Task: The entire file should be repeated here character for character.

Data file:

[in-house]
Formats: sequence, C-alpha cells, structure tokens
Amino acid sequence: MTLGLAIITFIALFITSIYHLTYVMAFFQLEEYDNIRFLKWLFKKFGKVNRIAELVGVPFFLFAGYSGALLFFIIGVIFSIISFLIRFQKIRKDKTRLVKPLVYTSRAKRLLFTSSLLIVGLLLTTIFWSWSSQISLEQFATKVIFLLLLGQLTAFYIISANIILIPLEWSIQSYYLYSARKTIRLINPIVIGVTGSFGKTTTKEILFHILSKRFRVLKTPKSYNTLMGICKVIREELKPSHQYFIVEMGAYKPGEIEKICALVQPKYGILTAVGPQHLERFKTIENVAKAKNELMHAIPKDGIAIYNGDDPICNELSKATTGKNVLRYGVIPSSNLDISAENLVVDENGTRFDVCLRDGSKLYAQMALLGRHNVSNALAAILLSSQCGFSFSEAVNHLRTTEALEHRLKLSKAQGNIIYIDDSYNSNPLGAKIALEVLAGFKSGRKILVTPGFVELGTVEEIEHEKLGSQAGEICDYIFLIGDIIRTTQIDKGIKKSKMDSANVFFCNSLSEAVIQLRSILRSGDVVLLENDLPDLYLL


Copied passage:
[in-house]
Formats: sequence, C-alpha cells, structure tokens
Amino acid sequence: MTLGLAIITFIALFITSIYHLTYVMAFFQLEEYDNIRFLKWLFKKFGKVNRIAELVGVPFFLFAGYSGALLFFIIGVIFSIISFLIRFQKIRKDKTRLVKPLVYTSRAKRLLFTSSLLIVGLLLTTIFWSWSSQISLEQFATKVIFLLLLGQLTAFYIISANIILIPLEWSIQSYYLYSARKTIRLINPIVIGVTGSFGKTTTKEILFHILSKRFRVLKTPKSYNTLMGICKVIREELKPSHQYFIVEMGAYKPGEIEKICALVQPKYGILTAVGPQHLERFKTIENVAKAKNELMHAIPKDGIAIYNGDDPICNELSKATTGKNVLRYGVIPSSNLDISAENLVVDENGTRFDVCLRDGSKLYAQMALLGRHNVSNALAAILLSSQCGFSFSEAVNHLRTTEALEHRLKLSKAQGNIIYIDDSYNSNPLGAKIALEVLAGFKSGRKILVTPGFVELGTVEEIEHEKLGSQAGEICDYIFLIGDIIRTTQIDKGIKKSKMDSANVFFCNSLSEAVIQLRSILRSGDVVLLENDLPDLYLL